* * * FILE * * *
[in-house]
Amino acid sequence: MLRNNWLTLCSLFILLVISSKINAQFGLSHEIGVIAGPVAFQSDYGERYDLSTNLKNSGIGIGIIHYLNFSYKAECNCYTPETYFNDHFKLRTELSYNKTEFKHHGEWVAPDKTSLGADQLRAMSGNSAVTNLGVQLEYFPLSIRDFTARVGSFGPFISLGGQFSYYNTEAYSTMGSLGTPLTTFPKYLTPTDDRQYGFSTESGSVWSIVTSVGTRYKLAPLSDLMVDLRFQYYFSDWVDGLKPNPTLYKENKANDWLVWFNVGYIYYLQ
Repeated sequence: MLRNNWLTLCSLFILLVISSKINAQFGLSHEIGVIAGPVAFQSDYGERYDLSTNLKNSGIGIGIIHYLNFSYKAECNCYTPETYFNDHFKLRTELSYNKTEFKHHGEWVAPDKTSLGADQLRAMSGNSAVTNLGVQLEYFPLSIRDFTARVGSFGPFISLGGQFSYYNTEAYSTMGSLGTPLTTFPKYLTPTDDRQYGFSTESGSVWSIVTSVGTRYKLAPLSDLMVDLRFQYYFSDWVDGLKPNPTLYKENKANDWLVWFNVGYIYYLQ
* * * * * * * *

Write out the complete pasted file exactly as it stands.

[in-house]
Amino acid sequence: MLRNNWLTLCSLFILLVISSKINAQFGLSHEIGVIAGPVAFQSDYGERYDLSTNLKNSGIGIGIIHYLNFSYKAECNCYTPETYFNDHFKLRTELSYNKTEFKHHGEWVAPDKTSLGADQLRAMSGNSAVTNLGVQLEYFPLSIRDFTARVGSFGPFISLGGQFSYYNTEAYSTMGSLGTPLTTFPKYLTPTDDRQYGFSTESGSVWSIVTSVGTRYKLAPLSDLMVDLRFQYYFSDWVDGLKPNPTLYKENKANDWLVWFNVGYIYYLQ
Repeated sequence: MLRNNWLTLCSLFILLVISSKINAQFGLSHEIGVIAGPVAFQSDYGERYDLSTNLKNSGIGIGIIHYLNFSYKAECNCYTPETYFNDHFKLRTELSYNKTEFKHHGEWVAPDKTSLGADQLRAMSGNSAVTNLGVQLEYFPLSIRDFTARVGSFGPFISLGGQFSYYNTEAYSTMGSLGTPLTTFPKYLTPTDDRQYGFSTESGSVWSIVTSVGTRYKLAPLSDLMVDLRFQYYFSDWVDGLKPNPTLYKENKANDWLVWFNVGYIYYLQ